WSJ: “Scary” sequester a 5% reduction in discretionary spending –after 14% increase since 2008

posted at 12:01 pm on February 7, 2013 by Ed Morrissey

Barack Obama and his allies have attempted to derail the sequester that his own White House demanded in the summer of 2011 by issuing lots of scare stories about the consequences.  Layoffs, national-security crises, and an economic plunge are just a few of the dire predictions being offered if Republicans don’t cave on the automatic cuts to which all sides agreed less than two years ago.  Poppycock, says the Wall Street Journal, which points out that the sequester amounts to a third of the increase in discretionary spending since 2008:

Republicans have rightly concluded after two years of being sucker-punched that the sequester is the main negotiating leverage they have and may be the only way to restrain spending. So now Democrats and a gaggle of interest groups are denouncing Mr. Obama’s fiscal brainchild because the programs they cherish—from job training to education, to the EPA and energy subsidies, to money for Planned Parenthood—are about to get chopped too.

Fear not. As always in Washington when there is talk of cutting spending, most of the hysteria is baseless. The nearby table from the House Budget Committee shows that programs are hardly starved for money. In Mr. Obama’s first two years, while private businesses and households were spending less and deleveraging, federal domestic discretionary spending soared by 84% with some agencies doubling and tripling their budgets.

Spending growth has slowed since Republicans took the House in 2011. Still, from 2008-2013 federal discretionary spending has climbed to $1.062 trillion from $933 billion—an increase of 13.9%. Domestic programs grew by 16.6%, much faster than the 11.6% for national security.

The chart shows the increase, with and without the 2009 Porkulus spending bill that was supposed to keep Americans employed as the Great Recession grinded forward:

wsj-spending

Even without the stimulus spending as a baseline, each of these areas — defense included — has seen double-digit percentage increases in federal spending.  The sequester amounts to a 5% reduction in discretionary spending after this spending spree, hardly a crisis that will bring Washington to impotence.

Nor will it kill the economy, as the WSJ points out:

The most disingenuous White House claim is that the sequester will hurt the economy. Reality check: The cuts amount to about 0.5% of GDP. The theory that any and all government spending is “stimulus” has been put to the test over the last five years, and the result has been the weakest recovery in 75 years and trillion-dollar annual deficits.

The sequester will help the economy by leaving more capital for private investment. From 1992-2000 Democrat Bill Clinton and (after 1994) a Republican Congress oversaw budgets that cut federal outlays to 18.2% from 22.1% of GDP. These were years of rapid growth in production and incomes.

What does the Obama administration really fear from the sequestration?  As I explain in my column for The Fiscal Times, it’s the exposure that Obama and his team are bereft of any real plan for fiscal responsibility and economic growth — a reality that the previous fiscal-cliff fights helped hide:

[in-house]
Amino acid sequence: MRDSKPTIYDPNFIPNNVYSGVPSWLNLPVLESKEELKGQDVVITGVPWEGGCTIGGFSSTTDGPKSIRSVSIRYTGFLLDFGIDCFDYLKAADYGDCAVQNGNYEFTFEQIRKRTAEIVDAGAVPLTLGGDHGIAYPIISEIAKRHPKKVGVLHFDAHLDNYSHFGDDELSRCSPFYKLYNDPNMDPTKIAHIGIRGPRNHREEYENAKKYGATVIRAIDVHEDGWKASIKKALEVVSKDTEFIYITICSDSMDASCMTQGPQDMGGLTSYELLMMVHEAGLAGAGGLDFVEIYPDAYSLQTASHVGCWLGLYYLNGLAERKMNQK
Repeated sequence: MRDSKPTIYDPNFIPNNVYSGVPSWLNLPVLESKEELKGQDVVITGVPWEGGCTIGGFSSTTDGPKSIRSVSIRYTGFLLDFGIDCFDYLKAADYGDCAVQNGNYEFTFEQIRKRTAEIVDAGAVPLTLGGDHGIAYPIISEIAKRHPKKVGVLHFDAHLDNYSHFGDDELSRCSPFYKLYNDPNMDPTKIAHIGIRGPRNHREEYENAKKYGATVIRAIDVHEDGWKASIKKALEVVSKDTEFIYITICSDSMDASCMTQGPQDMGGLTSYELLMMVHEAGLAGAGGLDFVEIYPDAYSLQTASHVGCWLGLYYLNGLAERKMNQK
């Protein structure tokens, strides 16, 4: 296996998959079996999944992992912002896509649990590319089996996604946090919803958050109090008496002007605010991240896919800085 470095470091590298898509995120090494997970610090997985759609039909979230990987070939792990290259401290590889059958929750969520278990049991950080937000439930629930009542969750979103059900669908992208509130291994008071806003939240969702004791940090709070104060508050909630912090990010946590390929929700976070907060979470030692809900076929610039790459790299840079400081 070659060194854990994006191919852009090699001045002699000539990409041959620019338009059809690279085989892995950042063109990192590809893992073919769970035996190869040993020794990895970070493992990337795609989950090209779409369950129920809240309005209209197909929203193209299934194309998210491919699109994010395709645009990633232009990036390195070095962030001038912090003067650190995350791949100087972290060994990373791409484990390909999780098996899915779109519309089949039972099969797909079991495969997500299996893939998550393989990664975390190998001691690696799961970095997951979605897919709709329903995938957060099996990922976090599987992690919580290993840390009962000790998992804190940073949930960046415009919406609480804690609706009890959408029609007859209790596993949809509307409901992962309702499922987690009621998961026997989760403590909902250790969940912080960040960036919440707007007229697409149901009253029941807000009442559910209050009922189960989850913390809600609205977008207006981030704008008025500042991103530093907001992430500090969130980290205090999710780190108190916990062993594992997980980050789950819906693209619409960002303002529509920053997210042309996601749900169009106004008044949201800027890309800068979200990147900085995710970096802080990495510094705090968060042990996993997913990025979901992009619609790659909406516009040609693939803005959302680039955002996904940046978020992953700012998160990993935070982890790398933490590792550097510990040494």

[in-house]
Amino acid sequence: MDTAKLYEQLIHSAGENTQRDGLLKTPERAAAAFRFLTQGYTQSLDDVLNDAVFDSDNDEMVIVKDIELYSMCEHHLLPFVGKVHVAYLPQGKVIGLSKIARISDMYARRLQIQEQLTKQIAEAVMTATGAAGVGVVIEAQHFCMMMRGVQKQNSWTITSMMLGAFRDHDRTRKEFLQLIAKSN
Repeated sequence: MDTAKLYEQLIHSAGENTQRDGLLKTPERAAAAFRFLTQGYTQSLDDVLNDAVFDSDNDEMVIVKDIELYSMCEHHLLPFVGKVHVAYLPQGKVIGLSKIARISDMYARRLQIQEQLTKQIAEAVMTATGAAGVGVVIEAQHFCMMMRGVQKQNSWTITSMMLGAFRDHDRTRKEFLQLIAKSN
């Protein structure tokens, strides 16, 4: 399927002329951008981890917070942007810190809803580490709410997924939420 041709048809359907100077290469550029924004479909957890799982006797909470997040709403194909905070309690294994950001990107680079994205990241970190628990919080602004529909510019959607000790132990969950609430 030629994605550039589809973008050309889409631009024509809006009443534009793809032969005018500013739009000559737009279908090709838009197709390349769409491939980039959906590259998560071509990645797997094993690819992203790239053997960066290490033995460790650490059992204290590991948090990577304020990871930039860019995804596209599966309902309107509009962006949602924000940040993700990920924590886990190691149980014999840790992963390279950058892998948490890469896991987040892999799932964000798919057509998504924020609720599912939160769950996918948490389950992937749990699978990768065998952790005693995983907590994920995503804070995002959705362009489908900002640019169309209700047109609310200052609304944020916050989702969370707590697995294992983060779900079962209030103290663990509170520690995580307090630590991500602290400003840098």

Obama provided plenty of dire warnings about the damage that his own budget-gimmick proposal may do if it becomes active in less than four weeks.  What Obama hasn’t provided is an actual solution for replacing his previous solution.  In fact, Obama hasn’t yet provided a budget proposal for FY2014, despite having a statutory requirement to do so by now – making four budget proposals out of Obama’s five opportunities that arrived late.  Instead of offering specific proposals for spending cuts to replace the sequester, Obama offered a vague demand for “tax reform” that would increase revenue again.

This deadline has been in place for months.  It became clear weeks ago that Republicans would likely allow the sequester to go forward, at least long enough to put pressure on replacement cuts from Democrats, and would be in position to refuse to raise any more revenue.  And yet Obama not only sounded like someone shocked out of a reverie, he offered nothing to resolve the standoff – and neither did Harry Reid and Senate Democrats, not even an offer to take up the bill approved by the House in the last session if passed again.

Boehner has triumphed in at least exposing the White House’s fumbling on spending issues – and he wasted no time in driving the point home. “Yesterday the president warned of grave economic consequences if the sequester were to go into effect, but he didn’t announce any specific plans of how he would address it,” he pointed out after Obama’s demand for a delay.  “He didn’t bother to outline how he would replace the sequester, which he suggested and insisted upon in August of 2011. He didn’t even tell us when we might see his budget, which is again late, and how he would address the sequester in his budget.”

In short, the President has no plan, and no leverage.  With the tax rates and Alternative Minimum Tax fixes now permanent, Obama has no more leverage to force the House into bending to his will.  His one gimmick to force Republicans to cave into his demands for higher taxes and more spending just backfired, and Obama has nothing more to offer.  After almost four years of budget cliffs and gimmicks, Barack Obama will have to accept that reality and get serious about budget reform on the other side of the ledger.

Republicans need to let the sequester do its work, or demand that the White House and Senate act to replace them with better plans for spending reductions.  It’s time to keep the leverage on that side of the federal ledger.


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